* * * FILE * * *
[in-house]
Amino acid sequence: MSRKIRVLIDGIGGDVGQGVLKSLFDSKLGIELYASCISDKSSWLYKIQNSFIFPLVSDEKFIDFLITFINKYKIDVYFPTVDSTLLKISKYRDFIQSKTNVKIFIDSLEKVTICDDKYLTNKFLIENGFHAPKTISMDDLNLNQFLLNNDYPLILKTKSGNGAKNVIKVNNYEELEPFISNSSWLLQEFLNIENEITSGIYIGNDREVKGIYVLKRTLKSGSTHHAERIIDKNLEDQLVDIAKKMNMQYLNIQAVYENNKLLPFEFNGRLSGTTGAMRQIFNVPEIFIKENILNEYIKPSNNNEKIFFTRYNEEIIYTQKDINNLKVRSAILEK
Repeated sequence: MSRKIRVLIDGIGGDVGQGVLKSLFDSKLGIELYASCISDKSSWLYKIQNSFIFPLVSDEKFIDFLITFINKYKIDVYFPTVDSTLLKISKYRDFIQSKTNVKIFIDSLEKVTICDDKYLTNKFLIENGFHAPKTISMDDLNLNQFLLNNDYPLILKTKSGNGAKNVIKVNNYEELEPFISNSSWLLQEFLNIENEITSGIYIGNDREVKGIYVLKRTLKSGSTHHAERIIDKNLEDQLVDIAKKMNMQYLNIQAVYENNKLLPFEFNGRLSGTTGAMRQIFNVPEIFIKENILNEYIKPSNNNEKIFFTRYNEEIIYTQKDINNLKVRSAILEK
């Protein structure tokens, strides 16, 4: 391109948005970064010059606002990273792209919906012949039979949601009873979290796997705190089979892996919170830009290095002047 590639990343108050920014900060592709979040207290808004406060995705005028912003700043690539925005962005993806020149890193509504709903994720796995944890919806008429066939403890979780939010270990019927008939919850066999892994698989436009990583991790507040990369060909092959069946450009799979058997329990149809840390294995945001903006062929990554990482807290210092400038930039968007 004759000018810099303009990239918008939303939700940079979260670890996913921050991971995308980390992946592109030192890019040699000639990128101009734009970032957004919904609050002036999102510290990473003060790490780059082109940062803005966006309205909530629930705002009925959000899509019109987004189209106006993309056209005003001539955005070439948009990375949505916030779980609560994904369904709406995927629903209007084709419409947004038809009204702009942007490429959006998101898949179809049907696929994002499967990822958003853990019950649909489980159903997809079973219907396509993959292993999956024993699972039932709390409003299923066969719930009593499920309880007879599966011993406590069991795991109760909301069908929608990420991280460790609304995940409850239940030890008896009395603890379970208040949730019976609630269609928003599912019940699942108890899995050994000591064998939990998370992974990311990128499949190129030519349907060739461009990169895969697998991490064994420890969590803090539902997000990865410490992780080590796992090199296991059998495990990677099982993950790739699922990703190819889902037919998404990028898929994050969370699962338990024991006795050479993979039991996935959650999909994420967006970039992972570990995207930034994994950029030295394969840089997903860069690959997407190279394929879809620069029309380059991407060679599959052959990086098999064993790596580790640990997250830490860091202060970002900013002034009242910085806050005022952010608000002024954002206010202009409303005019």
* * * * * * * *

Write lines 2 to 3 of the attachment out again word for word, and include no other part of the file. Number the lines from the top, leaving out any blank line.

Amino acid sequence: MSRKIRVLIDGIGGDVGQGVLKSLFDSKLGIELYASCISDKSSWLYKIQNSFIFPLVSDEKFIDFLITFINKYKIDVYFPTVDSTLLKISKYRDFIQSKTNVKIFIDSLEKVTICDDKYLTNKFLIENGFHAPKTISMDDLNLNQFLLNNDYPLILKTKSGNGAKNVIKVNNYEELEPFISNSSWLLQEFLNIENEITSGIYIGNDREVKGIYVLKRTLKSGSTHHAERIIDKNLEDQLVDIAKKMNMQYLNIQAVYENNKLLPFEFNGRLSGTTGAMRQIFNVPEIFIKENILNEYIKPSNNNEKIFFTRYNEEIIYTQKDINNLKVRSAILEK
Repeated sequence: MSRKIRVLIDGIGGDVGQGVLKSLFDSKLGIELYASCISDKSSWLYKIQNSFIFPLVSDEKFIDFLITFINKYKIDVYFPTVDSTLLKISKYRDFIQSKTNVKIFIDSLEKVTICDDKYLTNKFLIENGFHAPKTISMDDLNLNQFLLNNDYPLILKTKSGNGAKNVIKVNNYEELEPFISNSSWLLQEFLNIENEITSGIYIGNDREVKGIYVLKRTLKSGSTHHAERIIDKNLEDQLVDIAKKMNMQYLNIQAVYENNKLLPFEFNGRLSGTTGAMRQIFNVPEIFIKENILNEYIKPSNNNEKIFFTRYNEEIIYTQKDINNLKVRSAILEK